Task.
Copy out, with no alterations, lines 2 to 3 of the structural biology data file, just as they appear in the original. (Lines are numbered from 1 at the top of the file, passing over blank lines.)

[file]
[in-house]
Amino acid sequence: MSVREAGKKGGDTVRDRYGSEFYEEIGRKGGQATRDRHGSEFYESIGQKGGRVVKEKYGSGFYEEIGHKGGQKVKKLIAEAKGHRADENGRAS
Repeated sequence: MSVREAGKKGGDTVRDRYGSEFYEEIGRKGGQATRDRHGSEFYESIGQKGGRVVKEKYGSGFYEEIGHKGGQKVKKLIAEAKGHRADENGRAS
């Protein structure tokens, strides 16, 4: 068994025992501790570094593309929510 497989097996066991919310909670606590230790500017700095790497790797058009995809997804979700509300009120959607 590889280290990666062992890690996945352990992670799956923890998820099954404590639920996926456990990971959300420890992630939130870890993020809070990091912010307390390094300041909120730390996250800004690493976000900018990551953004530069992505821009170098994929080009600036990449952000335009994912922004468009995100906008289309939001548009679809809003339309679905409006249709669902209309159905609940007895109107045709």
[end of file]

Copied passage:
Amino acid sequence: MSVREAGKKGGDTVRDRYGSEFYEEIGRKGGQATRDRHGSEFYESIGQKGGRVVKEKYGSGFYEEIGHKGGQKVKKLIAEAKGHRADENGRAS
Repeated sequence: MSVREAGKKGGDTVRDRYGSEFYEEIGRKGGQATRDRHGSEFYESIGQKGGRVVKEKYGSGFYEEIGHKGGQKVKKLIAEAKGHRADENGRAS